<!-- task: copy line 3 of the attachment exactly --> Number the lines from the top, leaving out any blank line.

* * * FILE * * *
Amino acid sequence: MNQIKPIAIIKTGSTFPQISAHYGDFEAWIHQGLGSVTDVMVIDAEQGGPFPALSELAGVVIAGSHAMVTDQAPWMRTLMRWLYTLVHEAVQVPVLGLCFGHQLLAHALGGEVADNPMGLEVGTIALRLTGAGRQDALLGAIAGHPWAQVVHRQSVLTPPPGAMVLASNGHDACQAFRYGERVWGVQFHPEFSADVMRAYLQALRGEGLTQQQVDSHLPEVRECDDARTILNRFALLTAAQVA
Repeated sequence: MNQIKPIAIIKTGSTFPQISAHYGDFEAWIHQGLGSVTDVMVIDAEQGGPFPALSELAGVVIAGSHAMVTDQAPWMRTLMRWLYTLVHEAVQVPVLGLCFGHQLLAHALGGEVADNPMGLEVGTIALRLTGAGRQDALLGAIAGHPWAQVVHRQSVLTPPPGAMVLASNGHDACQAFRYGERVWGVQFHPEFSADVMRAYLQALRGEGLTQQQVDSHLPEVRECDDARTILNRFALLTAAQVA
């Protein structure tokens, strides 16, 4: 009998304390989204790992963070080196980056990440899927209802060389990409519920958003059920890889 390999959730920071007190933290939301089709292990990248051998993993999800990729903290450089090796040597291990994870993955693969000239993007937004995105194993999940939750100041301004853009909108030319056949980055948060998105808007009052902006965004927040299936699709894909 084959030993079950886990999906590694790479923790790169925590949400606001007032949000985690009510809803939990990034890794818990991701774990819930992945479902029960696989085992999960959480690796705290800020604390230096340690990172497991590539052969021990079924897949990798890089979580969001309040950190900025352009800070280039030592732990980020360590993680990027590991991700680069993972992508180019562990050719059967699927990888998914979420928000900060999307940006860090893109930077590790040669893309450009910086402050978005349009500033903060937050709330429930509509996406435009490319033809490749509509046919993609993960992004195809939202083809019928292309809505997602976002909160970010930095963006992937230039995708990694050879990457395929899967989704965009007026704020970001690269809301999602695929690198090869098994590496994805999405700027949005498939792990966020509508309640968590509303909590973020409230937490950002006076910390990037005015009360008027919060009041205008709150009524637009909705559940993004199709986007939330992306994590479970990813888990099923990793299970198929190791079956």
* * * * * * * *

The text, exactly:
């Protein structure tokens, strides 16, 4: 009998304390989204790992963070080196980056990440899927209802060389990409519920958003059920890889 390999959730920071007190933290939301089709292990990248051998993993999800990729903290450089090796040597291990994870993955693969000239993007937004995105194993999940939750100041301004853009909108030319056949980055948060998105808007009052902006965004927040299936699709894909 084959030993079950886990999906590694790479923790790169925590949400606001007032949000985690009510809803939990990034890794818990991701774990819930992945479902029960696989085992999960959480690796705290800020604390230096340690990172497991590539052969021990079924897949990798890089979580969001309040950190900025352009800070280039030592732990980020360590993680990027590991991700680069993972992508180019562990050719059967699927990888998914979420928000900060999307940006860090893109930077590790040669893309450009910086402050978005349009500033903060937050709330429930509509996406435009490319033809490749509509046919993609993960992004195809939202083809019928292309809505997602976002909160970010930095963006992937230039995708990694050879990457395929899967989704965009007026704020970001690269809301999602695929690198090869098994590496994805999405700027949005498939792990966020509508309640968590509303909590973020409230937490950002006076910390990037005015009360008027919060009041205008709150009524637009909705559940993004199709986007939330992306994590479970990813888990099923990793299970198929190791079956």